7. Mr Pauley alleged that further offensive comments were made by Dr Aiken during the plenary session on 2 February 2021, in which Dr Aiken referenced the Finance Committee’s evidence session on the 17 June 2020.
8. Mr Pauley alleged that Dr Aiken’s behaviour breached Rules 15 and 19 of the Code and provided reasons why he believed the rules were breached.
9. Following her appointment on 7 September 2020, the Commissioner considered the complaint, decided it was admissible and commenced her investigation in November 2020. On 11 May 2021, the Commissioner forwarded her report on the investigation of the complaint to the Committee for consideration (it should be noted that the Commissioner also investigated a complaint by Mr Pauley about the conduct of Mr Jim Wells MLA at the Finance Committee meeting on 17 June 2020 and the Committee is setting out its position on the outcome of that investigation in a separate report).
10. Prior to the Committee commencing its adjudication and in accordance with its established disclosure process, the Committee Clerk sent the Commissioner’s full investigation report to the respondent, Dr Aiken, for written comment in respect of any matter raised within the report (where applicable, any written comments received from the respondent in such complaint cases are provided to the Committee at the same time as it receives the Commissioner’s investigation report). Dr Aiken was also offered the opportunity to appear before the Committee to make his comments in person and to answer any questions that members may have.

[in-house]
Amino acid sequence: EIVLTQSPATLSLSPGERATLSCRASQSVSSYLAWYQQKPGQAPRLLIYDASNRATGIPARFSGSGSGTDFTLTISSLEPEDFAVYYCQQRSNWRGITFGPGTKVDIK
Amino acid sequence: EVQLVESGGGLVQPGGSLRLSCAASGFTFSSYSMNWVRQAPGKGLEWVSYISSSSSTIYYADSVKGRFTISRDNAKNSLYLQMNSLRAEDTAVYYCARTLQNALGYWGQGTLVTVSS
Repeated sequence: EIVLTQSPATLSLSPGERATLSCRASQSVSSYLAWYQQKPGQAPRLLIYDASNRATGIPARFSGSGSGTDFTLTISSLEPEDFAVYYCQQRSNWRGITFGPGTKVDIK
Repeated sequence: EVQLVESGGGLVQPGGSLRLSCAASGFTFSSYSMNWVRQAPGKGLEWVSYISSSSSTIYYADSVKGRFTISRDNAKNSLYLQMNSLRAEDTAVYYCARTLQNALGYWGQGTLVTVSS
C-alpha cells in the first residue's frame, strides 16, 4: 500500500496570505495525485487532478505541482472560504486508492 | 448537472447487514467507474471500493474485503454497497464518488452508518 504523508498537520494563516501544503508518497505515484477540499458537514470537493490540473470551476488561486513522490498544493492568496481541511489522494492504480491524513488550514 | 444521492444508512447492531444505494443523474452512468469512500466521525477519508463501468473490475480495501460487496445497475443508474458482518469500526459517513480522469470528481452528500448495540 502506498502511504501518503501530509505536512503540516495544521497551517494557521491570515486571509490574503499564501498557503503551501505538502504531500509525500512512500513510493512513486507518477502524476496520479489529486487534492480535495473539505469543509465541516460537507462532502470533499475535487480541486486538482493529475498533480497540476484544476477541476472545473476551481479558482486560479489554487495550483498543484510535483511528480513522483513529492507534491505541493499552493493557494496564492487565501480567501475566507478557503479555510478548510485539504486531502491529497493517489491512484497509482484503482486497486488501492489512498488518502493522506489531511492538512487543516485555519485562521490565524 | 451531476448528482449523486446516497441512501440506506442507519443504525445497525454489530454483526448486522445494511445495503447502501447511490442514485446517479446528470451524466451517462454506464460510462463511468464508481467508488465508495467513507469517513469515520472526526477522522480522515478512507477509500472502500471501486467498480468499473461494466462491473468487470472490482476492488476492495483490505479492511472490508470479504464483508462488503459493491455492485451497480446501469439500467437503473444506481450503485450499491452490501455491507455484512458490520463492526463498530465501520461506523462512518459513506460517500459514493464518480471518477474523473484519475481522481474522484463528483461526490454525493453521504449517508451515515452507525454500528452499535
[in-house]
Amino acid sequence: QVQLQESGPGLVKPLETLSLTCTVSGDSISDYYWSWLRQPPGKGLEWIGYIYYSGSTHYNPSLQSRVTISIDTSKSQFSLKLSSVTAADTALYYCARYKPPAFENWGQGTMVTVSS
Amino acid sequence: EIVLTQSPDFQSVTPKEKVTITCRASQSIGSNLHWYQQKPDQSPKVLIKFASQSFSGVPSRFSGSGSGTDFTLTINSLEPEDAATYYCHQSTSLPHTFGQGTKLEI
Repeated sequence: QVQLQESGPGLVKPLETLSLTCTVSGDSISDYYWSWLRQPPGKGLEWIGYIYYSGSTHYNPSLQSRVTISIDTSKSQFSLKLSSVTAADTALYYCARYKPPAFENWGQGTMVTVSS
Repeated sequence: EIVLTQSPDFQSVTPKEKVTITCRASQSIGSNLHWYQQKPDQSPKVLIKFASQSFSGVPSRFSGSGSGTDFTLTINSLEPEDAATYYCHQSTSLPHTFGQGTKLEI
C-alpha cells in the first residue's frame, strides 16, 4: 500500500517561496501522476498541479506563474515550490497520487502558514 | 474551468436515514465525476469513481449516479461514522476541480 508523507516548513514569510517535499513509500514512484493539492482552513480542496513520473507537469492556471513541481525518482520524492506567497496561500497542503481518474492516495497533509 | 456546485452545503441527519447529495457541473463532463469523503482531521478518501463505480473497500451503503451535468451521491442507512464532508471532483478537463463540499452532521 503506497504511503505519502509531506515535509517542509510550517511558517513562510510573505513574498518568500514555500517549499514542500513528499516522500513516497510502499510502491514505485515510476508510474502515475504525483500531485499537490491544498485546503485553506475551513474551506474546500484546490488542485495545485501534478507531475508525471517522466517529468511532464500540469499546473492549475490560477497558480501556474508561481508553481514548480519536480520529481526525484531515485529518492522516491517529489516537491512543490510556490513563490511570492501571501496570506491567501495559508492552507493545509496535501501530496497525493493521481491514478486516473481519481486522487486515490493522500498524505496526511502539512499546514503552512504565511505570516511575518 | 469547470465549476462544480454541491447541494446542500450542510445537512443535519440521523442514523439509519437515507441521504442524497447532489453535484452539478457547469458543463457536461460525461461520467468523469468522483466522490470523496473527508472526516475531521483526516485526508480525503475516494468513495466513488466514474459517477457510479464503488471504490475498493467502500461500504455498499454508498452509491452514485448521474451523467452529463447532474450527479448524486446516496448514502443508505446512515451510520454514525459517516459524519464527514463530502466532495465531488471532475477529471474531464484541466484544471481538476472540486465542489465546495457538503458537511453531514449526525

11. Dr Aiken indicated that he did not wish to make a written response to the Commissioner’s report but that he did wish to take up the opportunity to appear before the Committee in relation to the matter. The oral hearing took place on 30 June 2021.